The old man was left smoking and singing in the rain.
The moral of the story is make sure you put your socks on the right feet, be on time for toast, and the falling rain won't hurt you, it only exists to piss off cats.
Monday, May 18, 2009
PIGS IN SPAAAAAAAACE 8:26 PM
Meanwhile Notre Dame treats Obama like the Iranian President Mahmoud Ahmadinejad... The news would have you believe that legislation to improve health care, equal rights for all Americans, the environment, and workers will turn us all into card carrying pinko commie hippies, pink triangles on our sleeves, letting the king of England steal your guns.
So between the pandemics, the threat of nuclear war, the moral disintegration, and the second red scare who has time to worry about the fact that American culture is now defined by Beyonce Knowles in a feature length cat fight, or the real house wives of new jersey. I am in mourning for art, culture, and mass taste. I cry for the ignorance of Americans who want to deny monogamous relationships to committed couples who could bring sanctity back to marriage.
Tell me what to fear and keep it manageable. Wear your masks, throw your hot dogs into the bon fire, say your prayers, and eat your vegetables.
Speaking of fear....
This article from the BBC should get you thinking that maybe its normal to want to scream from the windows "I'm mad as hell, and I'm not gonna take it anymore!"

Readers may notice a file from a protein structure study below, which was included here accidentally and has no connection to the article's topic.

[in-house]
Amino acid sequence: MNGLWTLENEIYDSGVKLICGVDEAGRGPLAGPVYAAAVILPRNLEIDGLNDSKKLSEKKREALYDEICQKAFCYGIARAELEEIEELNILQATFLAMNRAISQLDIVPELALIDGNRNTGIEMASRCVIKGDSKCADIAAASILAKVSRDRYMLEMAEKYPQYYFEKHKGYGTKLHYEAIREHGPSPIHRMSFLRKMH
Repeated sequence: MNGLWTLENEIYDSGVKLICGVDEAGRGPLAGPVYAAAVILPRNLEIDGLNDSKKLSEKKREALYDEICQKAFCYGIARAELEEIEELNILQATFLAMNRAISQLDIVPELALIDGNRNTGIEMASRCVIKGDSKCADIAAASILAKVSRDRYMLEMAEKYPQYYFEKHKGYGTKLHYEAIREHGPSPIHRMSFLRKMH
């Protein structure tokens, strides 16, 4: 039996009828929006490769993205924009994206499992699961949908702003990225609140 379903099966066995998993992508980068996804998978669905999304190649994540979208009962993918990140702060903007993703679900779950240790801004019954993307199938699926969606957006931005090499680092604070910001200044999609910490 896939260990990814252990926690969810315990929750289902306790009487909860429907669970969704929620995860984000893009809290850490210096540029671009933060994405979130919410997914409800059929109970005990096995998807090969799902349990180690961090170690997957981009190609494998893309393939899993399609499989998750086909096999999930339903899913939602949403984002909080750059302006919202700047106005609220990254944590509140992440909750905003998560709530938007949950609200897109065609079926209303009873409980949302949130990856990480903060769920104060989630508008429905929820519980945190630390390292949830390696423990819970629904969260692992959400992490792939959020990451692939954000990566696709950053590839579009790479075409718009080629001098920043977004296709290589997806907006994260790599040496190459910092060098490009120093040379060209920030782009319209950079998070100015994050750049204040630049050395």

Are we all capable of violence?
By Diene Petterle
It was one of the thorniest questions of the 20th Century and it remains a conundrum today. Are all "ordinary" people potentially violent?
The human race is both appalled and fascinated by violence. Man's aggression spans the globe - from terrorist attacks to guerrilla wars to gang-related crime.
It is everywhere, and it binds all nations and races together. But where does it begin? Do we learn it or is it something instinctive?
Most of us think of ourselves as calm and peaceful people.
We're brought up to try and resolve all conflict peaceably and tend to think that violence is something that "other" people commit, not ourselves. But is it?
Is it possible that you, or your mother or daughter or son, could ever be driven to commit a dreadful crime? Do we have that level of violence in ourselves?
The answer is yes.
Contrary to popular belief, we are born violent. Until the age of three, our impulses run riot. There is no stopping the urges which come from the emotional centre in our brains.
But as we grow up, we start to develop the part of the brain that allows us to control our aggression - the pre-frontal cortex. Yet crucially, how well this control mechanism works depends on our experiences.
Festival of violence
Being taught to share and take turns rather than resolve conflict with violence actually changes the physical structure of the brain and therefore makes us less aggressive.
But trying to resolve conflict peaceably is not something all cultures subscribe to. In the Bolivian Andes, one tribe settles disputes which arise over the year in an annual festival of violence, known as the Tinku.
The way people with no history of violence committed atrocities during World War II has provoked much discussion
Their warrior tradition dictates that men, women and even children should learn to fight and deaths are not unheard of.
Neuroscientist Maria Couppis argues that their brains are different from the norm because they were socialised to resolve conflicts this way.
This suggests that although we are all born with a violent potential, our upbringing and the environment play a key part in creating violence controls in our brain.